Fleas

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Fleas, ticks and lice are surface dwelling parasites. Fleas are small dark insects that run through the fur rapidly. Lice are tiny gray insects that move slowly and tend to form clusters around the earflaps. Ticks look like gray warts, they are immobile as the fix their mouthparts into the skin.

Pets will show signs of infestation by grooming and scratching excessively, some pets will show signs of hypersensitivity to flee bites (the saliva) with raised red bumps on the skin.

Flea eggsAdult fleas live 3-4 months laying tiny white eggs constantly. These hatch into larvae, which live in cracks and crevices, carpets, upholstery, blankets and even earth and sand, living on the injured blood from the droppings of the adult fleas. 1-2 weeks later they turn into pupa and 2 weeks later hatch and hop onto the nearest warm body to feed and multiply.

This cycle can take anything from 2 to 20 weeks to complete depending on the temperature of the environment; it only takes approximately 2 weeks in the summer months.

POOR HEALTH ATTRACTS FLEAS

There are a few natural remedies for the avoidance of fleas and also for flea control, BUT a healthy lifestyle, including a good natural diet and exercise can help to prevent fleas. Parasites are attracted to animals with 'tasty' blood, therefore feeding a lesser quantity of a high quality food may avoid the build up of toxic waste in the system which attract the parasites.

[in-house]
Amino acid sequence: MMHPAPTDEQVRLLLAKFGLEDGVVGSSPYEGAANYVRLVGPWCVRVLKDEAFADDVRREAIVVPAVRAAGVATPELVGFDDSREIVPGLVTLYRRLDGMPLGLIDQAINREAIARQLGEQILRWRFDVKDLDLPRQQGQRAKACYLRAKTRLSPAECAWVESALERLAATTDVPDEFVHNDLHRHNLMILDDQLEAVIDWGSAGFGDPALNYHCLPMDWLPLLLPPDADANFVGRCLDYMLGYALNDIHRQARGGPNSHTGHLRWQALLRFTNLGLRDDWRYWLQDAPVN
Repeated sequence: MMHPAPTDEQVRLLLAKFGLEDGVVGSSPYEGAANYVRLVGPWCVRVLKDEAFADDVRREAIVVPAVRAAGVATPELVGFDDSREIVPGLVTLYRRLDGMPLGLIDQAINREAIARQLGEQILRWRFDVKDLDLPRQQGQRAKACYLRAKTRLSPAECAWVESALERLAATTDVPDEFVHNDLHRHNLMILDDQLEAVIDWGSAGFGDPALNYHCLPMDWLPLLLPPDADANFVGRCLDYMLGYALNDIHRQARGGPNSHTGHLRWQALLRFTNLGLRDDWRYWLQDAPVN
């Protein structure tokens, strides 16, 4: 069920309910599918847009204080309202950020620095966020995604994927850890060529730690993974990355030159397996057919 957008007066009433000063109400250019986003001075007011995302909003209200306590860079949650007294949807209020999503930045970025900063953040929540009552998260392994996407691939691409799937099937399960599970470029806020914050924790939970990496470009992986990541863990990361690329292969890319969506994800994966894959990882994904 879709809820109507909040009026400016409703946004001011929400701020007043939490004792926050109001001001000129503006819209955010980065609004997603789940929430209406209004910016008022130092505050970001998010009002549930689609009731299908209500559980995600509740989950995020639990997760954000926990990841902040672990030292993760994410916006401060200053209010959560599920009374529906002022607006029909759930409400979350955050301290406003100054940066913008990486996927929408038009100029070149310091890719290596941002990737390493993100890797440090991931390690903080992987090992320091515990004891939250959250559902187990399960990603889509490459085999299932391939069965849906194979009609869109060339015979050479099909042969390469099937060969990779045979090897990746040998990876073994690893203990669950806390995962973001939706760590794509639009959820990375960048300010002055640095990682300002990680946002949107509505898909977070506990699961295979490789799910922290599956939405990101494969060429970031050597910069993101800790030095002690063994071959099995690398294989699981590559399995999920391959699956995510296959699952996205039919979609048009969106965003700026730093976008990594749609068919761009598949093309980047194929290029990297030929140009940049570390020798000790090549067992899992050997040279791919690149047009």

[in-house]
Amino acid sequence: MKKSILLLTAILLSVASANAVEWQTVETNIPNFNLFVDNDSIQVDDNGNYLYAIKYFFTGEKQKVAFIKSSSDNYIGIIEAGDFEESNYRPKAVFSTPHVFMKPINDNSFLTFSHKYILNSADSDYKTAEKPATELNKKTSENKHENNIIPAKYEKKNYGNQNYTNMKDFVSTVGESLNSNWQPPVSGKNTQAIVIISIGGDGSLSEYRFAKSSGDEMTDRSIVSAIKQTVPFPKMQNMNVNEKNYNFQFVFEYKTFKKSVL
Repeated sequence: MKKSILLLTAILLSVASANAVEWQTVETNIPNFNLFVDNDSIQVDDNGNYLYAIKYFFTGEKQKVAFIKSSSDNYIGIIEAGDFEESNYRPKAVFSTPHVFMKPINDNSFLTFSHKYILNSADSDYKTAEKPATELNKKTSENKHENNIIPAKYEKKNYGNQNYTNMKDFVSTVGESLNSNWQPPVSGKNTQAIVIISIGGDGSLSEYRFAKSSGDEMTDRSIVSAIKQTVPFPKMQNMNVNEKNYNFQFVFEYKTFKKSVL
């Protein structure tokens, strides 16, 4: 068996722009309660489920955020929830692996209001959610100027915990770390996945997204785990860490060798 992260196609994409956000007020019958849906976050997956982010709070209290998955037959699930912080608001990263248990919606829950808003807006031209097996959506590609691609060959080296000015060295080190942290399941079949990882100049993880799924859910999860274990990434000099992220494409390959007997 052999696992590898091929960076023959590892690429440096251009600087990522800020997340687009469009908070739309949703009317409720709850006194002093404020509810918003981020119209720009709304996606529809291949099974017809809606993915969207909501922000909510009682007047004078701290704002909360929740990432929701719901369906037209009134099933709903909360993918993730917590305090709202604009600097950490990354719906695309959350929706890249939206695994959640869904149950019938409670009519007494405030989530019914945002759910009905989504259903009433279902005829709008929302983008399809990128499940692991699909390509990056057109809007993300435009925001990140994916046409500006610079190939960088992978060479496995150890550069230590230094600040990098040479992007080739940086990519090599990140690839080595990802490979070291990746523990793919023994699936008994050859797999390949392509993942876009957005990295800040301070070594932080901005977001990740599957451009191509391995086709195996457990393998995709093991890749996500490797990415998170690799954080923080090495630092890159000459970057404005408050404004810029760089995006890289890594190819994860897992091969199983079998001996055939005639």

Cleanness in the pet and home is paramount to keeping fleas at bay. Vacuum around the house at least weekly, paying attention to cracks and crevices. Empty the vacuum straight away as the fleas could bring quite quickly among the dust and debris in the bag. Launder your pets' bed weekly in hot soapy water. Heat will kill fleas, larvae and eggs, so if possible dry the bedding using as high a heat as possible.

If your pet is infected, bathing may help using a gentle natural shampoo, containing flea and insect repellent. You could make your own adding Pennyroyal or Eucalyptus to a bottle of natural shampoo. Wet and lather around the neck first to avoid the fleas escaping up to the head and then do the same over the whole body, rinse lightly and shampoo again, keeping the shampoo on your pet for 5 minutes if that is possible. Rinse with a homemade rosemary infusion (1tsp dried or 1 tblsp fresh rosemary to 1 pint of boiling water, steep for 10 minutes) pour over the pet and towel dry.

Herbal flea powders can be used or again make one up using one part each of as many of the following powdered herbs as possible: Eucalyptus, Rosemary, Fennel, Yellow Dock, Wormwood and Rue. Apply sparingly to the base of the hairs paying attention to the neck, back and belly.

Regularly grooming your pet using a flea comb will also eliminate a lot of fleas, dip the comb in hot soapy water as this will kill the fleas.

A natural skin tonic for your pet can be made by thinly slicing 1 lemon and adding to 1 pint of boiling water, let it steep overnight. Sponge onto the animal and let it dry. Lemons contain a natural flea killing substance called d-limonene.

Garlic can be offered as a flea repellent either daily or every other day in small quantities (large amounts can cause anemia). Brewers yeast either taken internally or again on the skin can also help.

Fleas can build up a resistance to any remedy and also to the chemicals we use to control them, so it may be wise to use different methods if possible.

References:

Natural Healthcare for Pets by Richard Allport -Publisher: Element Books Ltd (March 2002)

Dr. Pitcairn's Complete Guide to Natural Health for Dogs and Cats (Rodale Press)

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Source by J Burns

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